Monday, 5 December 2011

A real HEN HARRIER treat


In line with the last two years, winter arrived in our region yesterday, with extremely cold winds blowing down from Greenland. Further north in Scotland, up to 20 centimetres of snow has fallen in Caithness, Sutherland, Highland Region and Speyside - the first significant falls of winter. It was another cold night here with an overnight ground frost and temperatures during the day hovered between 4 and 6 degrees C.

With a record number of HEN HARRIERS being seen in the Therfield area, I decided to devote the afternoon birding the area - that decision enforced after a Brent Goose - the first in Be3dfordshire this year - had flown off east from Stewartby Lake after just a short time of staying. Thanks to Mike Ilett, I was eventually able to make contact............


It was freezing cold watching from the layby at the top of Coombe Road and after half an hour and no raptors at all, I contacted Mike Ilett for advice. Mike knew the Therfield area well, having conducted much valued Atlas work in this area, and suggested I took the footpath leading east out of Therfield village, at the end of Mill Lane (at TL 339 376). This was excellent advice and after finding myself a sheltered spot out of the wind, about 200 yards east of the Icknield Way, scanning with the 'scope soon revealed the presence of no less than 3 ringtail HEN HARRIERS. In fact, all three individuals were favouring a strip of setaside just west of the Icknield Way at approximately TL 345 389 and were on view throughout my observation period over an hour mid afternoon. All three birds appeared to be juveniles, with varying amounts of heavy streaking on the underparts, ranging from light ginger to quite warm rufous. I concentrated on the outer primaries with all three individuals exhibiting FIVE fingered primaries - and therefore eliminating the possibility of being Pallid Harriers (of which 35 or more have appeared in Britain this autumn and over 300 in Scandinavia). All three birds had a broad wing structure, were quite heavy in terms of flight (not agile and light) and were long-tailed. They were invariably marked on both the upperparts and upper tail, with one bird having a reasonably noticeable greater covert/forewing patch and the other two much less so. The feathers of the mantle were noticeably pale fringed, with all three having well marked facial patterns and warm basal colour to the underparts. One bird that I saw better when walking down the Icknield Way did appear to have some paleness in the iride and was therefore likely to be a juvenile male. This bird like the others had a lot of warmth in the upper tail and a narrow buffish border to the tail tip.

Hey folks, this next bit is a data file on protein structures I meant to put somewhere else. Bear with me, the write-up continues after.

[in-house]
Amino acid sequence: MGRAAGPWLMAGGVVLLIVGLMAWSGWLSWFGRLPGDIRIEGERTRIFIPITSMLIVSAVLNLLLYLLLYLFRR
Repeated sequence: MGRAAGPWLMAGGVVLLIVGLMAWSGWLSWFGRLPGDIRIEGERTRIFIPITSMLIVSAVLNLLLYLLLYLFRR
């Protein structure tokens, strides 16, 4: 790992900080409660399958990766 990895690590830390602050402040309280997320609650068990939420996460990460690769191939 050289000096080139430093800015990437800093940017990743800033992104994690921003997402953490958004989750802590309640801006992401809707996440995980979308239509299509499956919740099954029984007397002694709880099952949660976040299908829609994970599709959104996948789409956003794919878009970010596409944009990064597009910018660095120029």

I have never before seen three Hen Harriers in the county at one given time and knowing the scarcity of this raptor in Britain nowadays, this was a real treat indeed. Of course, they represented my first in the year in the county.

Walking this area produced a lot of birds: just over 100 Eurasian Skylarks in stubble east of Park Farm and a large covey of 23 GREY PARTRIDGES there; 240 lapwings, 38 European Golden Plovers and 4 Red Kites; also a nice Red Fox.

North of Hill Farm in Therfield, the FALLOW DEER herd numbered 122, including 5 stags and a number of fawn coloured individuals and one white marker animal.

A flock of 22 Chaffinches and 5 Yellowhammers were near North End but searching Deadman Hill and then the Wallington Road, failed as usual to yield any Merlin sightings (nor any Short-eared Owls surprisingly). Five more Red Kites were seen.

I also recorded 6 more GREY PARTRIDGES near Lannock Hill south of Baldock at TL 310 243

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